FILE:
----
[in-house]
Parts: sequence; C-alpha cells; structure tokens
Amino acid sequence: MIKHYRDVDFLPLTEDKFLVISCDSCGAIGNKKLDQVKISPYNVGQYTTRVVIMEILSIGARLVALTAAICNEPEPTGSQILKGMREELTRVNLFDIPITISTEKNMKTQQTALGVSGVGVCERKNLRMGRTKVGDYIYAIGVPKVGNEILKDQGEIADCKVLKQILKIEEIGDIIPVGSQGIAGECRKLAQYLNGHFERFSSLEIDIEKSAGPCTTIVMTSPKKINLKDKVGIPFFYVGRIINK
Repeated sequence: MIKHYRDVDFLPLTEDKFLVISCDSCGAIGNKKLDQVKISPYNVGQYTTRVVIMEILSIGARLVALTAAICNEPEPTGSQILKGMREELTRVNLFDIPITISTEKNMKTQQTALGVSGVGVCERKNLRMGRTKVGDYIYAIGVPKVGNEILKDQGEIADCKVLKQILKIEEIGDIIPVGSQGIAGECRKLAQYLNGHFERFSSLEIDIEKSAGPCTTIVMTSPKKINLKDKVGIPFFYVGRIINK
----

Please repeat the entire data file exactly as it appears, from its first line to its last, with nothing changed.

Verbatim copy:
[in-house]
Parts: sequence; C-alpha cells; structure tokens
Amino acid sequence: MIKHYRDVDFLPLTEDKFLVISCDSCGAIGNKKLDQVKISPYNVGQYTTRVVIMEILSIGARLVALTAAICNEPEPTGSQILKGMREELTRVNLFDIPITISTEKNMKTQQTALGVSGVGVCERKNLRMGRTKVGDYIYAIGVPKVGNEILKDQGEIADCKVLKQILKIEEIGDIIPVGSQGIAGECRKLAQYLNGHFERFSSLEIDIEKSAGPCTTIVMTSPKKINLKDKVGIPFFYVGRIINK
Repeated sequence: MIKHYRDVDFLPLTEDKFLVISCDSCGAIGNKKLDQVKISPYNVGQYTTRVVIMEILSIGARLVALTAAICNEPEPTGSQILKGMREELTRVNLFDIPITISTEKNMKTQQTALGVSGVGVCERKNLRMGRTKVGDYIYAIGVPKVGNEILKDQGEIADCKVLKQILKIEEIGDIIPVGSQGIAGECRKLAQYLNGHFERFSSLEIDIEKSAGPCTTIVMTSPKKINLKDKVGIPFFYVGRIINK